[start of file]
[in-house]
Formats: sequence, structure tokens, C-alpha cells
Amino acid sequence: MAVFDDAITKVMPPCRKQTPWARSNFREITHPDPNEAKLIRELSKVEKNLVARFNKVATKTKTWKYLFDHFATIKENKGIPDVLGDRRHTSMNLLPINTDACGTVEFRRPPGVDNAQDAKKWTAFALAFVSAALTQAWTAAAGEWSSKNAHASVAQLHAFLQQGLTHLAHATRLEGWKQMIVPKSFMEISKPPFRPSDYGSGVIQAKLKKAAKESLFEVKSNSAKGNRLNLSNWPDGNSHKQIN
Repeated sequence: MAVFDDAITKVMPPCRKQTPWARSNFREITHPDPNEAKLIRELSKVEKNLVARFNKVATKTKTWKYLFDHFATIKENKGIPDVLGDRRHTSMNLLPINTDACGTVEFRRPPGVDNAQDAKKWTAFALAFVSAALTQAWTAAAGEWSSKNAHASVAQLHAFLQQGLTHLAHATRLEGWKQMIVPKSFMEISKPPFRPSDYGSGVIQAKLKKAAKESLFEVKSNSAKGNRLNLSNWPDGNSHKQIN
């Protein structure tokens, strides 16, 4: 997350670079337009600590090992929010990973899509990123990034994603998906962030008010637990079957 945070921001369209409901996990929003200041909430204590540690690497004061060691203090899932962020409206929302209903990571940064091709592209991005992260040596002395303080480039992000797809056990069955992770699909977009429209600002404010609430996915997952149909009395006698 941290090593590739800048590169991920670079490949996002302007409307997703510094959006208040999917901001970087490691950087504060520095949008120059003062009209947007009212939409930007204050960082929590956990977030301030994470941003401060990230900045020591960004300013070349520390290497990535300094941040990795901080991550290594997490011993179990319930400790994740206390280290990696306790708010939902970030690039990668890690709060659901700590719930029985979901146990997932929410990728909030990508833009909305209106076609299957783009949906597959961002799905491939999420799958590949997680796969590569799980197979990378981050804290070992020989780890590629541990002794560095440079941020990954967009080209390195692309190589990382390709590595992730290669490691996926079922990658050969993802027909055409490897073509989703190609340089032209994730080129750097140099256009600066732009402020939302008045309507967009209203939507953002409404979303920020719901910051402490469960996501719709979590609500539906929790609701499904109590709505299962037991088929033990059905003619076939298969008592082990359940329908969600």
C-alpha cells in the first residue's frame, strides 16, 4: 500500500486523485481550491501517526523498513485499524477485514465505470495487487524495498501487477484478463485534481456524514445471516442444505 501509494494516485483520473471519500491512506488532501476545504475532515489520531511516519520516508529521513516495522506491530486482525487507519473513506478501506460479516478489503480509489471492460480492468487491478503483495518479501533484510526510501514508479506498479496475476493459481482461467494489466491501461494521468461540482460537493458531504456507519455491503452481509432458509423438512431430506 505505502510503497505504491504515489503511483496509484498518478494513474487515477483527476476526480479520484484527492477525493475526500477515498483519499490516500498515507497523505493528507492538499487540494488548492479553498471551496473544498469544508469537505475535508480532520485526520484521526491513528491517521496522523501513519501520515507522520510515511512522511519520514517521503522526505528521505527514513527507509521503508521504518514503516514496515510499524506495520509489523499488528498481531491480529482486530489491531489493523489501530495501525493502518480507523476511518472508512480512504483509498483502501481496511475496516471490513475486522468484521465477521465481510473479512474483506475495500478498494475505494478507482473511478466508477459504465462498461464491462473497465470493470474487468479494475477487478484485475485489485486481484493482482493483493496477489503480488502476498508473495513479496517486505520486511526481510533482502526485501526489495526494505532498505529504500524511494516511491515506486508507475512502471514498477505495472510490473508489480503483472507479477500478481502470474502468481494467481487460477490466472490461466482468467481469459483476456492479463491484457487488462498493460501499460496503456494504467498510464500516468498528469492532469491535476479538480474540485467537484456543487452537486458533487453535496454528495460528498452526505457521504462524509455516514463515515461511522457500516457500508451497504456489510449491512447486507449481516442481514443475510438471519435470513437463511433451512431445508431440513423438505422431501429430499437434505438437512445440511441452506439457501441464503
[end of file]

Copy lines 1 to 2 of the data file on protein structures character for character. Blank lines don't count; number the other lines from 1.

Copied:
[in-house]
Formats: sequence, structure tokens, C-alpha cells